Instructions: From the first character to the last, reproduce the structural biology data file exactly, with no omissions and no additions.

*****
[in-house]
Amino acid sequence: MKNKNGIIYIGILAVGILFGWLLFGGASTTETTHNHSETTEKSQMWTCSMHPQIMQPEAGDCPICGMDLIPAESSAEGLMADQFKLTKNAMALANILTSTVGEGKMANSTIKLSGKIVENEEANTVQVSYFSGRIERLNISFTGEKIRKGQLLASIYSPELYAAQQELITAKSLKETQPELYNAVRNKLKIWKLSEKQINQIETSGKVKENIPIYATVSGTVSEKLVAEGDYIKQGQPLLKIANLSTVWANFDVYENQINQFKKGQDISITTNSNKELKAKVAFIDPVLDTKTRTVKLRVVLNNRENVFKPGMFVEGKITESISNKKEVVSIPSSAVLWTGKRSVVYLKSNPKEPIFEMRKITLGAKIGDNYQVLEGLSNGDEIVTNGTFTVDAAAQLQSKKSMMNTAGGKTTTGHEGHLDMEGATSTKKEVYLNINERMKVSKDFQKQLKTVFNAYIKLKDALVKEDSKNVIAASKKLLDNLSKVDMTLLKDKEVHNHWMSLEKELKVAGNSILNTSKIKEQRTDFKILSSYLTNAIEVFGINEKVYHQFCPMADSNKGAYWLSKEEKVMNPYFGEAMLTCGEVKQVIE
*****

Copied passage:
[in-house]
Amino acid sequence: MKNKNGIIYIGILAVGILFGWLLFGGASTTETTHNHSETTEKSQMWTCSMHPQIMQPEAGDCPICGMDLIPAESSAEGLMADQFKLTKNAMALANILTSTVGEGKMANSTIKLSGKIVENEEANTVQVSYFSGRIERLNISFTGEKIRKGQLLASIYSPELYAAQQELITAKSLKETQPELYNAVRNKLKIWKLSEKQINQIETSGKVKENIPIYATVSGTVSEKLVAEGDYIKQGQPLLKIANLSTVWANFDVYENQINQFKKGQDISITTNSNKELKAKVAFIDPVLDTKTRTVKLRVVLNNRENVFKPGMFVEGKITESISNKKEVVSIPSSAVLWTGKRSVVYLKSNPKEPIFEMRKITLGAKIGDNYQVLEGLSNGDEIVTNGTFTVDAAAQLQSKKSMMNTAGGKTTTGHEGHLDMEGATSTKKEVYLNINERMKVSKDFQKQLKTVFNAYIKLKDALVKEDSKNVIAASKKLLDNLSKVDMTLLKDKEVHNHWMSLEKELKVAGNSILNTSKIKEQRTDFKILSSYLTNAIEVFGINEKVYHQFCPMADSNKGAYWLSKEEKVMNPYFGEAMLTCGEVKQVIE